Women’s struggles in land acquisition, retention


By Wanangwa Mtawali, Contributor:

DAMALA—The challenge is big when the woman is divorced

Forty-two-year-old Magdalena Moffat from Mwalala Village, Traditional Authority (T/A) Kalumo in Ntchisi District, almost lost her four-acre piece of land to her uncle.

Magdalena, who is divorced, says she inherited the piece of land from her mother who passed away.


If her uncle had succeeded in taking away that piece of land from her, she would have been left destitute because she would have had no source of means of farming to harvest food to feed her five children, two of them in school, she says.

Her story is almost similar to that of 29-year-old Aness Chiophya from Galuafukila Village in the same area of T/A Kalumo, whose uncle also wanted to grab her piece of land in her home village of Mkhalapathumba after her father died.

She says, like any other child in their family, her father allocated to her three acres of land which she wanted to use for crop production to supplement her husband’s efforts in bringing up their four children.


Apparently, their farmland in Galuafukila Village is too small to sustain them.

Both Magdalena and Aness have women action groups (Wags) supported by Centre for Multiparty Democracy (CMD) to thank for saving them and for giving them the right and power to recover what is rightly theirs

Wags are a product of Accessibility and Accountability for Agriculture Resources in Malawi project, which is being implemented in T/A Kalumo and Chiloko in Ntchisi and Rumphi districts by CMD with funding from Dan Church Aid.

According to CMD Programmes Officer, Cydric Damala, Wags are the frontline champions in the successful implementation of the Accessibility and Accountability for Agriculture Resources in Malawi project which is also known as ‘The Right to Food Project’.

Wags, acting as advisers to chiefs on key agriculture resources such as land, comprise between 20 and 24 women including four male champions.

“They are responsible for making sure that there is accessibility and accountability for agriculture resources at local level especially for women. One of the resources we focus on is land because, when it comes to ownership and control of land, men dominate,” Damala says.

He adds: “The challenge comes in when the woman is divorced. Much as Ntchisi is matrilineal, most women go to their husband’s home when they get married. And when they return to their home villages, they find that somebody else has taken up their land and it is difficult for them to repossess it.”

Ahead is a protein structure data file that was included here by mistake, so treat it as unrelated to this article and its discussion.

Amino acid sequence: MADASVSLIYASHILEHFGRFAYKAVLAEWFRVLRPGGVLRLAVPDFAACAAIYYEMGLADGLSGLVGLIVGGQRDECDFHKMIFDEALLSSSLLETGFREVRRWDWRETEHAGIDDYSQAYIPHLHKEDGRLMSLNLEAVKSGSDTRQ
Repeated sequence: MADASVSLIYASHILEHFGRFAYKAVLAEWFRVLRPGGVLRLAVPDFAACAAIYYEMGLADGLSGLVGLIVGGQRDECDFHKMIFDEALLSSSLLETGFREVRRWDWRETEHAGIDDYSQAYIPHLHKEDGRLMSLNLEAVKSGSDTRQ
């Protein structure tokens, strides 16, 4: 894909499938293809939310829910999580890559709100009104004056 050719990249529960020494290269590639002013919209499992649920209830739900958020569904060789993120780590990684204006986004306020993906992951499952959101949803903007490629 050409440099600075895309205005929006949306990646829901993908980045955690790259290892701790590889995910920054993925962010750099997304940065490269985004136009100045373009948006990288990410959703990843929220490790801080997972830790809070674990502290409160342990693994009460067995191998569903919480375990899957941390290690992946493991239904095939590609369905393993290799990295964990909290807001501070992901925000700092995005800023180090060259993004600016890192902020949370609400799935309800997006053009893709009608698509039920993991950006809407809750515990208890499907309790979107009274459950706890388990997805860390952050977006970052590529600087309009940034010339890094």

At the height of the wrangle with her uncle over her piece of land in 2016, just before the The Right to Food Project began, Magdalena was hopeless, unable to find a just forum where she could seek redress.

Her efforts to have her issue resolved through Village Head Mwalala were initially fruitless until she explained her problem to Christina Chisale, a Wag member in the village.

“A Wag member is always available to bring victims such as Magdalena and their oppressors before relevant authorities where their matters are thoroughly discussed and amicably resolved,” Damala stresses.

After friendly discussions, putting in context land laws in Malawi, human rights and women’s rights issues, Village Head Mwalala was able to determine a verdict that made Magdalena’s uncle understand and their wrangle is water under the bridge.

“My uncle is now busy with his own work. He is no longer stalking me over my land,” a beaming Magdalena confessed. “I harvested 35 bags of maize and six bags of soya on my land in the last farming season. I sold some of these and used the money I realised to pay school fees for my two children.”

For Aness, it was Wag chairperson living in her village, Soften Phiri, who helped her by engaging her uncle who gave in and released the land to his younger brother’s daughter.

Aness says she harvested 14 bags of maize, five bags of soya and groundnuts on her Mkhalapathumba land in the last farming season which has never been the case on their tiny land in Galuafukila.

Phiri said it is pleasing that many people are becoming aware of the role of Wag members in their areas and are coming forth with their problems to be resolved.

In Chocho village, Wag’s Liviness Kawenda helped 28-year-old Judith Chinkhani reclaim her piece of while in Mwazalamba Village, Wag male champion, Philimon John, successfully intervened when an uncle wanted to grab land from six underage nephews and nieces after their mother died and their father abandoned them.

Damala says they are looking at specific issues that can make people have food and resources that go into agriculture to achieve food security for everyone.

“One of the issues that came up during the project is the need to support the Food and Nutrition Bill, which is at Cabinet level and we are hoping that it should be tabled in the current meeting of Parliament.

“Wags will be sustainable through working with village tribunals that are a provision in the implementation of the Land Act and their duty is to report to chiefs on matters bordering on land distribution and disputes,” Damala says.

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